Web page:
Can You Hear Me Now?

I spoke once at a school in New York whose students were so misbehaved that the school hired guards to stand by during convocation programs.

The guards stood around the room, into which about a thousand students filed while I prepared to speak. The event host warned that an astronaut had spoken a couple of weeks earlier, and the students behaved so badly that he couldn’t finish his speech.

“Don’t expect great things here,” the host said.

When I saw the sound system he had provided I expected way less than great things. I expected a total disaster. Sitting on a table on the stage was a tiny Wollensak tape recorder with a tiny speaker – two, maybe three inches around – and an itty bitty mike attached to the ancient recorder by a four-foot cord.

This set up was suppose to bring decent sound to a thousand people who had booed an astronaut from the stage?

“I can’t do this,” I told the host.

“Yes,” he said. “You can. All you need to do is bend over when you talk into this mic.”

I threw my second and final hissy fit as a public speaker. Read about hissy fit number one here.

“I cannot do this until you get a sound system in here.”

“Can’t do it.” He said.

“Are you telling me there are no sound systems in this building?  Band room?  Chorus equipment?  Drama department?”

The event host found one. I spoke as planned. And the students’ response was profound. Why? Because we had quality sound. They could hear what I was saying.

Students don’t pay attention when they can’t hear.

I learned that day that sound is essential to the effectiveness of a communicator – that good sound requires enough power to cover the audience and enough quality to make it easy to understand the speaker.

Sound that has coverage reaches everybody in the room – if there’s coverage, everybody everywhere hears every word you say. Quality sound enhances and doesn’t distract – it isn’t tinny, it doesn’t cut out, and it doesn’t squeal with feedback every other word.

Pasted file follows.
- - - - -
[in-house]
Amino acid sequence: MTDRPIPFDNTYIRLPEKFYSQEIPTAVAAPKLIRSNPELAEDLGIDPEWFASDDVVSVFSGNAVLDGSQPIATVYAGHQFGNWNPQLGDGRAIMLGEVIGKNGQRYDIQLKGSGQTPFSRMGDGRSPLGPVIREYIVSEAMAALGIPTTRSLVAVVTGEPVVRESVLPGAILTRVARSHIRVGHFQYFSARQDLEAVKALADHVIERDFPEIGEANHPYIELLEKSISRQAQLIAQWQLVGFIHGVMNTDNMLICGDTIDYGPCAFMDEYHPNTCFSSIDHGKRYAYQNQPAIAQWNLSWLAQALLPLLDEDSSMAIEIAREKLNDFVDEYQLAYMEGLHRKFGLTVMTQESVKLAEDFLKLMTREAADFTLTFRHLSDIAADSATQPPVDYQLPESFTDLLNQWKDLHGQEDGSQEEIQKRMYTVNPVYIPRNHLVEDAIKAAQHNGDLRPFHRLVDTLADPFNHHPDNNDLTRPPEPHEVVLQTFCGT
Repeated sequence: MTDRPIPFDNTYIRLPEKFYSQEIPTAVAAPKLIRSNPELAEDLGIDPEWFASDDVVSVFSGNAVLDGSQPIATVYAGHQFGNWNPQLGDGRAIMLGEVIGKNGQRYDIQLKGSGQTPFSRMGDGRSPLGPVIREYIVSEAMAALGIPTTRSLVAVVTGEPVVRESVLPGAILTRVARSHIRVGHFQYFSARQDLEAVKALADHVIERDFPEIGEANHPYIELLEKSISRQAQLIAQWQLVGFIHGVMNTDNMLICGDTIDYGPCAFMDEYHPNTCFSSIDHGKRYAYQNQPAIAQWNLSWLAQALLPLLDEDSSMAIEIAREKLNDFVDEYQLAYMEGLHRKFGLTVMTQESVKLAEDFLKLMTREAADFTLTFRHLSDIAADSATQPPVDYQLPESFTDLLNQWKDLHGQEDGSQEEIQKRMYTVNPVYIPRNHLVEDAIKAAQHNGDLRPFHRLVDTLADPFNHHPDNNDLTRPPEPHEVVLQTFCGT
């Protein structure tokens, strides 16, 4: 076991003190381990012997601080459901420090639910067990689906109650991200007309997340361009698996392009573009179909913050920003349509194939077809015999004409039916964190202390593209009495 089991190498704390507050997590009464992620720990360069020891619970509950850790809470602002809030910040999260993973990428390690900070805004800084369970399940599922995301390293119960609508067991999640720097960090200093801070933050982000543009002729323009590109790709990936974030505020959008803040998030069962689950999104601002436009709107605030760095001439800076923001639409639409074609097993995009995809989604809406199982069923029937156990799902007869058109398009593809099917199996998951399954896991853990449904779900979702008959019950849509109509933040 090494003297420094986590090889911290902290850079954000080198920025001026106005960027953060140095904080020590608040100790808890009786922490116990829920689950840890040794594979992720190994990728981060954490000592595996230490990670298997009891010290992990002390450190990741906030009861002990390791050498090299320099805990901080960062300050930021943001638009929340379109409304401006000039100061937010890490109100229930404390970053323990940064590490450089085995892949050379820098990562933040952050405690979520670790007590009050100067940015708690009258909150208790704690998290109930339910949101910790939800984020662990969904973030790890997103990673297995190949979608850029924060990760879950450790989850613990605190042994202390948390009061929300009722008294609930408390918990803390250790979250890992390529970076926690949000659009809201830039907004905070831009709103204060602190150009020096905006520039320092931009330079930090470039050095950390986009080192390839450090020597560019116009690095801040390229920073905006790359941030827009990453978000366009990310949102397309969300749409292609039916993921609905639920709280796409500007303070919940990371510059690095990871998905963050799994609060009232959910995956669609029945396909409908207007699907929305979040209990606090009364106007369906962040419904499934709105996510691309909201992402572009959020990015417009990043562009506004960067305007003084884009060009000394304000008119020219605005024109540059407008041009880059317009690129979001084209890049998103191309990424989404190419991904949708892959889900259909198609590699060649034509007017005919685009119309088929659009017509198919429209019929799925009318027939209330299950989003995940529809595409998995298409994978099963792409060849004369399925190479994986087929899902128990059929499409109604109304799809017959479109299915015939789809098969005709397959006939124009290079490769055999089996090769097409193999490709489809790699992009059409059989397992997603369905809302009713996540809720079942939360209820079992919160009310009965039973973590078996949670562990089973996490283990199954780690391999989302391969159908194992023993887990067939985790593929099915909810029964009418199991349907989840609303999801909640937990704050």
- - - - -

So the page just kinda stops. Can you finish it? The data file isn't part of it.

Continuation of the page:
There are six ways to assure you will have adequate sound.

1. Arrange for an adequate sound system.

Event hosts will often try to convince you to use the venue’s house sound system. Before you agree, vet it: ask if they would let a live band use the system. If not, consider it the host’s admission that the system is inadequate, and arrange for a better one.

2. Bring your own mic.

What happens when your preference is a headset mic but the emcee hands you a handheld wireless? If you’re given a mic that you don’t like, your discomfort with it will show. The only way to guarantee that you’ll get a mic you like is to bring your own.

By the way, I refuse to use a headset that is not my own (prima donna) so I bring my own. Click here for my headset recommendation.

3. Conduct a sound check.

Where you stand, how you hold a mic, the system’s volume all affect how you’ll sound on stage. Testing it in advance provides you and your techs with the chance to catch feedback or other flaws and to adjust so they won’t happen in front of an audience.

4. Replace the mic’s batteries.

A mic that cuts out or dies doesn’t provide quality sound. But a mic with fresh batteries doesn’t cut out or die. Request a new set for your speech.

5. Know whether the mic’s on.

Right before you speak, ask the host to confirm: is the mic on, or do I need to turn it on? The first few moments of a speech set the tone for the entire performance. Those words may be lost if you don’t know if the mic is on.

6. Eat the mic.

Not because microphones are delicious, but because achieving the highest quality sound out of a handheld mic requires your lips to touch the windscreen. The closer your mouth is to the windscreen, the louder, the fuller, the more dynamic the sound.

Almost any difficult communication situation can be overcome if you have good lights and sound. Help your host assure a successful event by encouraging them to provide the best of both.

Have you every had to speak with an insufficient sound system? 

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